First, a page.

Damnit, Daryl.

I have a distant  relative, let’s call her Daryl, who sucks. (Daryl is Anne in my post Jack and Die, Anne . Daryl seemed more fitting.) Daryl missed that class that we all took on being socially acceptable in front of guests. The one about being nice, clean, and generally thoughtful. I don’t know when and where this class occurred, but someone please sign her up for the night class. She’ll deliberately call your boyfriend by the wrong name, brag about her prescription drug use, bring a stoned guest to the dinner party (there’s a time and a place for reefer, and it’s not in front of your terrified new sister-in-law), and struggle with volume control.

My grandmother’s words echoed in my mind. “You don’t have to like everyone. You just have to be nice.”

Being gracious in the face of Daryl is a struggle, one that usually involves wine-to-mouth therapy, which makes being gracious even more difficult. I managed without hitting her. That’s all anyone could really ask of me.

A few days after the Daryl incident, I was reflecting on how the other guests behaved in the face of Daryl’s douche-baggery. Again, no one said anything except me, and when I did speak up, forks dropped.

“I see you’re having trouble with your alphabet,” I said to Daryl. I could hear the thoughts of people around me screaming, “CASSIE! DON’T!”
“What do you mean?” she squawked.
“Well, ‘Zach’ is pretty far from ‘Josh,’” I said, in reference to her calling my long-term boyfriend by my ex’s name. My ex from high school. FIVE years ago.

Yeah, but they both start with J,” Daryl shoveled a bite of cornbread into her mouth.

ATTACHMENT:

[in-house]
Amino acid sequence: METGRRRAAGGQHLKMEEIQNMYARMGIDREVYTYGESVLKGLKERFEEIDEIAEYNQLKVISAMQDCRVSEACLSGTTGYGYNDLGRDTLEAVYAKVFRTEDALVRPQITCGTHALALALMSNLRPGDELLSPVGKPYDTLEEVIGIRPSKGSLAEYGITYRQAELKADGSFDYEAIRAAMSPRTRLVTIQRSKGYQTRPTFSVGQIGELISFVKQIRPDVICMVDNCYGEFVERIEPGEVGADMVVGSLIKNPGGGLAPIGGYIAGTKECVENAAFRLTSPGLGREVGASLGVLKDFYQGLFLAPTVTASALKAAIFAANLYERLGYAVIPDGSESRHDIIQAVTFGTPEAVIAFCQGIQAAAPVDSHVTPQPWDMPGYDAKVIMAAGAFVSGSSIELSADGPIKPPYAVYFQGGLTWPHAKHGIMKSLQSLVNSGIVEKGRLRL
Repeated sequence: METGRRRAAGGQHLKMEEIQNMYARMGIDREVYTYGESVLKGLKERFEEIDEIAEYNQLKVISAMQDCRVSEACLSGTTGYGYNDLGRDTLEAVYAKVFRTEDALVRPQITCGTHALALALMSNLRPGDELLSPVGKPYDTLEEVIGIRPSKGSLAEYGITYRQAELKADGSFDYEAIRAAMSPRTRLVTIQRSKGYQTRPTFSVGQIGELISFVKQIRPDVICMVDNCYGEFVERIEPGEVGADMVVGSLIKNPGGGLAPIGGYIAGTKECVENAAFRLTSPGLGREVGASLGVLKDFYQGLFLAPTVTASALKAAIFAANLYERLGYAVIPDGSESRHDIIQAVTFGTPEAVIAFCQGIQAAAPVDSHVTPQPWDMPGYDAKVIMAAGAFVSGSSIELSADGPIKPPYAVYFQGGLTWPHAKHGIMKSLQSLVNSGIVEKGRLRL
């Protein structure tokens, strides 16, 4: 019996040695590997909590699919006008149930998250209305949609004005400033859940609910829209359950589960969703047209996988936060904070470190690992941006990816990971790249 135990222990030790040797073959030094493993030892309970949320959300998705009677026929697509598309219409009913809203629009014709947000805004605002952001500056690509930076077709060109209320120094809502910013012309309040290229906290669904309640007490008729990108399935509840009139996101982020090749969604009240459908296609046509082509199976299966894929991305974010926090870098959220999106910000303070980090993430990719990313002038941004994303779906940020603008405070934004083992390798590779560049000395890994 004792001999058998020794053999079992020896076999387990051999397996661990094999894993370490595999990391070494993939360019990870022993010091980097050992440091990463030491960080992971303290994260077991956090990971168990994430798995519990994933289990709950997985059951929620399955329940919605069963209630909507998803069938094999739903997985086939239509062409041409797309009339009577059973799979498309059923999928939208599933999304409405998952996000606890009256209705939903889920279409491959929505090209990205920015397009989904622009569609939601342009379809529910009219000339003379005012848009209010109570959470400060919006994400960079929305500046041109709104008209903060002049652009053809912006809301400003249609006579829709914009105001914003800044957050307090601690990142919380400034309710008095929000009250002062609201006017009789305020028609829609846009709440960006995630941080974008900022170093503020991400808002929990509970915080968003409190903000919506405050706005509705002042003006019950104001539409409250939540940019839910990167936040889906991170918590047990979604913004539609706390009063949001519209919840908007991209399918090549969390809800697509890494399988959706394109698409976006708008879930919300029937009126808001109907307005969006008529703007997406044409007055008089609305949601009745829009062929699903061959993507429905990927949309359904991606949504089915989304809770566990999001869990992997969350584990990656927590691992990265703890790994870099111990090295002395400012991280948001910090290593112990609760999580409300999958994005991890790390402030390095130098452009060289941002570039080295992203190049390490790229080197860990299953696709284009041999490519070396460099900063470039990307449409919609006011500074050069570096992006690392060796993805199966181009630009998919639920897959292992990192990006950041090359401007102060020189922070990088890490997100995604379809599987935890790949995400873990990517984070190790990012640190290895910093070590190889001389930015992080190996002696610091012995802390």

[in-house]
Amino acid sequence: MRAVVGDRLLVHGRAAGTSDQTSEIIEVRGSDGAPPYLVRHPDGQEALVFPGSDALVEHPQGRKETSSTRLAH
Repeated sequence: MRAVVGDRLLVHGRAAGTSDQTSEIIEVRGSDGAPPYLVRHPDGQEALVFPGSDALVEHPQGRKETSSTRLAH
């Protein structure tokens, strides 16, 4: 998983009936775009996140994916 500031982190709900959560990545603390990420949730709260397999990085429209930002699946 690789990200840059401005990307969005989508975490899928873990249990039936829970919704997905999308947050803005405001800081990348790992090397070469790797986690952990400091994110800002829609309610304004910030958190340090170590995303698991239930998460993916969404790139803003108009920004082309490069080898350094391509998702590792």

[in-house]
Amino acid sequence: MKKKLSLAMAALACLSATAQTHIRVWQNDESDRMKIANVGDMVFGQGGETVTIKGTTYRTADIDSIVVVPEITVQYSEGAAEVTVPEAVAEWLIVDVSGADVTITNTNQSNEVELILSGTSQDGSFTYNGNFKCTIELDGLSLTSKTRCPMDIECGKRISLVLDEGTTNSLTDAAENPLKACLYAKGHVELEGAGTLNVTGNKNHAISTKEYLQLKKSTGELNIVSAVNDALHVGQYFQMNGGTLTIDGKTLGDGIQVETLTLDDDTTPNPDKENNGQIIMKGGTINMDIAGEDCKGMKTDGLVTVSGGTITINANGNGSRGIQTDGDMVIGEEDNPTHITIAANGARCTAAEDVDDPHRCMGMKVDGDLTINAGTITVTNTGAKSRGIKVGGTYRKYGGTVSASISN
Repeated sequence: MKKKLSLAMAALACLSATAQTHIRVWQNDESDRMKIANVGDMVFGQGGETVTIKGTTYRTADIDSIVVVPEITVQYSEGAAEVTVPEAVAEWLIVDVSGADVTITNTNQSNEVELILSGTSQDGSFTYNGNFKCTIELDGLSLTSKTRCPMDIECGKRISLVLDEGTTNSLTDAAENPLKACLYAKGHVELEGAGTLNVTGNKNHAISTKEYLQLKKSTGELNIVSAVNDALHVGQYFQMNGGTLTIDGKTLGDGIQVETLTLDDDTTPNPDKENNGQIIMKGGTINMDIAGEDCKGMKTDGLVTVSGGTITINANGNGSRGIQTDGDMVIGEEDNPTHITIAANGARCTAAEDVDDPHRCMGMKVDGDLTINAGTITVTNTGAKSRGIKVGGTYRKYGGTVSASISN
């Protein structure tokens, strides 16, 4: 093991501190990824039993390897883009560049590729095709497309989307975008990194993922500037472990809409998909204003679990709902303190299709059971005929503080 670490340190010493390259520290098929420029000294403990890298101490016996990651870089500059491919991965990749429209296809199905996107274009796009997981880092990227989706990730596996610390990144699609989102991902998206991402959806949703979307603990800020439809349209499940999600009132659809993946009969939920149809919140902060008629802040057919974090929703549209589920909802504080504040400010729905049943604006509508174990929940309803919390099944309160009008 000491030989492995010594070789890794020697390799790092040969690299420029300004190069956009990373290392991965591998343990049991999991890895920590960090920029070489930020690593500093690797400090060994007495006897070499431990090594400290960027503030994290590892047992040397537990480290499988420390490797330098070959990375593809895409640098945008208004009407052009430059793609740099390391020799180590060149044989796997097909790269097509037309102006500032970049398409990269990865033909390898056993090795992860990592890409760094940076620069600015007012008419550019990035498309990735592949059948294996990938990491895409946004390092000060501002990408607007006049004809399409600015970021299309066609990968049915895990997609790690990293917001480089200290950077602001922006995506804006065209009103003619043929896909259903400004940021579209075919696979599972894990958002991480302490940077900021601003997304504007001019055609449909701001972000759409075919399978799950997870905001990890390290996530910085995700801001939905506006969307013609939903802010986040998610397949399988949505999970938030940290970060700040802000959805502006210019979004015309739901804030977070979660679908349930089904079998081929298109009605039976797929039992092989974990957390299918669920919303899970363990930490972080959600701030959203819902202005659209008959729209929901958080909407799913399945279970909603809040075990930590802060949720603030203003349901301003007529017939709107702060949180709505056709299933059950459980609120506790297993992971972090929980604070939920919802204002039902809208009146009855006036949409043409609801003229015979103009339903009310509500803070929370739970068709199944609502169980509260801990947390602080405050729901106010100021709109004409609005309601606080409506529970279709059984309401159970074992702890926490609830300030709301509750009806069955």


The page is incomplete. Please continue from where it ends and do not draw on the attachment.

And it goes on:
I stared.

“No… No they don’t.”

I didn’t have to say anything else. The table erupted in laughter. Apparently, this was a common problem for Daryl.  “Remember that time you thought ‘coin’ started with Q?” said one of the guests.

And the world kept on turning.

Was I tasteless to call Daryl out in front of everyone?

No. In fact, I believe it would have been in poor taste not to say anything. How do you think you would feel if your partner didn’t stand up for you in front of her family?

If someone is rude to your partner or spouse (by calling him the wrong name, or suggesting that they’ve never met, despite your dozens of encounters) you need to speak up. You don’t have to say anything more damaging than “I see you’re having trouble with your alphabet,” but it would be a bad-partner move to let that coast.

Does your mother refuse to make vegetarian-friendly meals for your wife? Does your sister pinch your boyfriend’s butt when no one’s looking?

Sorry, buddy, you’re the one who needs to put this to rest. Tell your family members to kindly knock it off. Don’t rake your Darling over the coals.

I don’t know if I’m using that expression correctly. I don’t care.

Happy New Year, Team.

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2 thoughts on “Damnit, Daryl.

  1. Steph

    I don’t just “like” this post…I freakin’ love it!! Except, does this mean I have to confront an eight-year-old about her awful behavior that she learns for her mother??? Haha.

    Reply
  2. Pingback: The Holiday Blister « Cassie Cares

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